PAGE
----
L’Oréal's digital transformation provides a makeover for the social beauty age

Profile picture for user slauchlan By Stuart Lauchlan February 12, 2017
Summary:
An golden age of social beauty? That's the vision that L’Oréal is pursuing with digital transformation providing the ultimate make-over.

Loreal
When global beauty firm L’Oréal provided a corporate update last week, much attention was paid to the poor performance of The Body Shop part of the business and the decision to explore ‘strategic options’ for the division. The prospect of a sell-off there inevitably caught the eye of market watchers, but away from that headline there’s a compelling story of digital transformation in action and delivering benefits.

L’Oréal announced a commitment to beefing up its digital activities this time last year and it’s been putting its money where it’s mouth is. For example, e-commerce now accounts for 10% of total revenues and enjoys a growth rate of 34% year-on-year. (Ironically spending on upgrading e-commerce capabilities is one the reasons given for The Body Shop’s poor performance!)

One year on from that public endorsement of digital, L’Oréal CEO Jean-Paul Agon remains convinced that the firm’s thinking is sound and forward-looking:

This new era where digital is omnipresent, ever-present and essential to the lives of our consumers should be a new golden era for appearance, self-expression and self-esteem, a new golden era for beauty.

As we enter into the era of social networks, we also enter into the era of, what we call, social beauty, where the way you look the quality of your hair, of your skin would be more important than ever in the way you feel for your image of yourself and for your positive interactions with others.

These should infuse progressively all categories of beauty, make-up today, hair color very soon but also styling hair care, skincare. Beauty will be increasingly important for consumers and they will want more of it. They will be ready to devote a larger share of their income to beauty and personal care.

In other words, if you’re out there on social media, you’re going to want to look your best. Agon also couches this ‘social beauty’ trend in more fiscal terms:

In this era of digital, where [consumers] have access anytime and anywhere to every possible information, they want more innovations truly new different and better products. They will be always looking for something extra in terms of performance and results. They will not compromise on quality, efficacy, security and sincerity. And they will drive the premiumization of the market. They will be keener than ever to trade up in terms of quality for better products.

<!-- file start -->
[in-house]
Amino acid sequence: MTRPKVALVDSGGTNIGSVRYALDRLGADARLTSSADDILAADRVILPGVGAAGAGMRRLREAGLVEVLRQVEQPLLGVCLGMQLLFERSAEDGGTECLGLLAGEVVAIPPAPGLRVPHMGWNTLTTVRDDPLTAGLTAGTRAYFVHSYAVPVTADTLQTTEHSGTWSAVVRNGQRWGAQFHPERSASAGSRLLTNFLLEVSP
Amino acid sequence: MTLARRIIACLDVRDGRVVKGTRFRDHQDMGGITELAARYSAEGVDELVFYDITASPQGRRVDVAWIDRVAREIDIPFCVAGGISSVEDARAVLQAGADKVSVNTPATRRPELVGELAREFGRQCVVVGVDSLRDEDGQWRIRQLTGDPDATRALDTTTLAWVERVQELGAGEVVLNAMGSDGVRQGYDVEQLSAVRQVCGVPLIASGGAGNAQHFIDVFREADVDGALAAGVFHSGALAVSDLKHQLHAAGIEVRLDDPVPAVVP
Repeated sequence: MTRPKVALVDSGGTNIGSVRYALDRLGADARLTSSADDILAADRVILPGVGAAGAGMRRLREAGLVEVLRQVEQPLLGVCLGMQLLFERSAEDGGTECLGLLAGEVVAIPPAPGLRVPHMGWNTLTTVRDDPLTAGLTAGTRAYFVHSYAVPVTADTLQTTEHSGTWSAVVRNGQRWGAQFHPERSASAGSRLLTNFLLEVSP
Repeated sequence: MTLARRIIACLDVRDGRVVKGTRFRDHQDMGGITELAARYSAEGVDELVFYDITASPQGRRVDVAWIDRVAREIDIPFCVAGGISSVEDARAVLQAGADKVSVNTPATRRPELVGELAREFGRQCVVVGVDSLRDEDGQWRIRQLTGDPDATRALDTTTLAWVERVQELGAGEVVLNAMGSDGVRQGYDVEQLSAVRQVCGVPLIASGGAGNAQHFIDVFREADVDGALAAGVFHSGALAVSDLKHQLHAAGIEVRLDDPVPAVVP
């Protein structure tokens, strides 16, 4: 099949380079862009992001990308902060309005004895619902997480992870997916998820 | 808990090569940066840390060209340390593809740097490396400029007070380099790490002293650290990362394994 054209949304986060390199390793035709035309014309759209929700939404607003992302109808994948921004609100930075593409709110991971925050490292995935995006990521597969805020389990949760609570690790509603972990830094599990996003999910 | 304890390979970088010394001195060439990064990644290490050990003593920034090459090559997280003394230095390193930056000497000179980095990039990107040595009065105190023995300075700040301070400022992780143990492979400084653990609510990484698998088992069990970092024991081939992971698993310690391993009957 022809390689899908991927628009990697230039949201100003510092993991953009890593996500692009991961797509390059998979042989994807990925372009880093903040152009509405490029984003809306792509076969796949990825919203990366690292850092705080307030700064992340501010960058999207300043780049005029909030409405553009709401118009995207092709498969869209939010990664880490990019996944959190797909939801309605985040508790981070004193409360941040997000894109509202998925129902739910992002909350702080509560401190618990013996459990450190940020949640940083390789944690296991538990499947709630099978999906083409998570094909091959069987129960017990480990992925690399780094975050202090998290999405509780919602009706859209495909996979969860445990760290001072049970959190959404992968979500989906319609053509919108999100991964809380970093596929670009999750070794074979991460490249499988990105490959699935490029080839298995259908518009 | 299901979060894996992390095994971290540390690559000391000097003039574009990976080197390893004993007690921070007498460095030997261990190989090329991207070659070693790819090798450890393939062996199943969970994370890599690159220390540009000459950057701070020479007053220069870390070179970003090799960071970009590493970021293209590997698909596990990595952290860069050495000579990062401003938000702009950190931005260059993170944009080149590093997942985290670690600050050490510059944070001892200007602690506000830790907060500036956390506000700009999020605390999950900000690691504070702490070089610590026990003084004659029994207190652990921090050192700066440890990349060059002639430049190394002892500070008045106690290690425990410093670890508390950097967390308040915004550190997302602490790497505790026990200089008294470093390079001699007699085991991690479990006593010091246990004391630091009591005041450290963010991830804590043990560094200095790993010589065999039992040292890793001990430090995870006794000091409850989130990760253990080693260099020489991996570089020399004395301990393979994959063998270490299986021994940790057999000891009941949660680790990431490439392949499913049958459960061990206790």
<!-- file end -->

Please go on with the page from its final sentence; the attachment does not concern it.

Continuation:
Consumers will not only be ready to buy more beauty products. They will also be ready to pay more for it because they are worth it. They also have new expectations. They will expect a more personal relationship with brands, an ongoing one-to-one dialogue. They will expect customer’s advice and new services that help them choose and use their products and they expect the best immersive shopping experience, connecting directly with their brands, for example, through e-commerce or in-boutique on top of traditional distribution channels.

With that in mind, Agon pitches L’Oréal as the beauty company that is uniquely positioned and equipped to drive and capture a golden era of beauty. This is, he argues, in large part due to what he says is “an edge in quality efficacy and safety, which are in the world of total transparency, more important than ever”. In this respect, he points to investment in digital tech within L’Oréal laboratories:

Design-thinking, open labs and fast-prototyping enable us to accelerate innovation. In parallel, the regionalization of our R&D hubs and our unique strategy of universalization fits particularly well with the multi-polarizing world. Innovation isn't just about products anymore. It is also about services. Our Digital Incubator based in San Francisco is spearheading game-changing innovations such as Makeup Genius, Virtual Makeup Coach [which has been] downloaded over 20 million times, the La Roche-Posay UV Patch that helps educate consumers about sun protection or recently the Kérastase Connected Brush that will help people better care for their hair and this is just the beginning.

Changed relationship

Digital channels are also changing the nature of the relationship between consumer and company, he adds: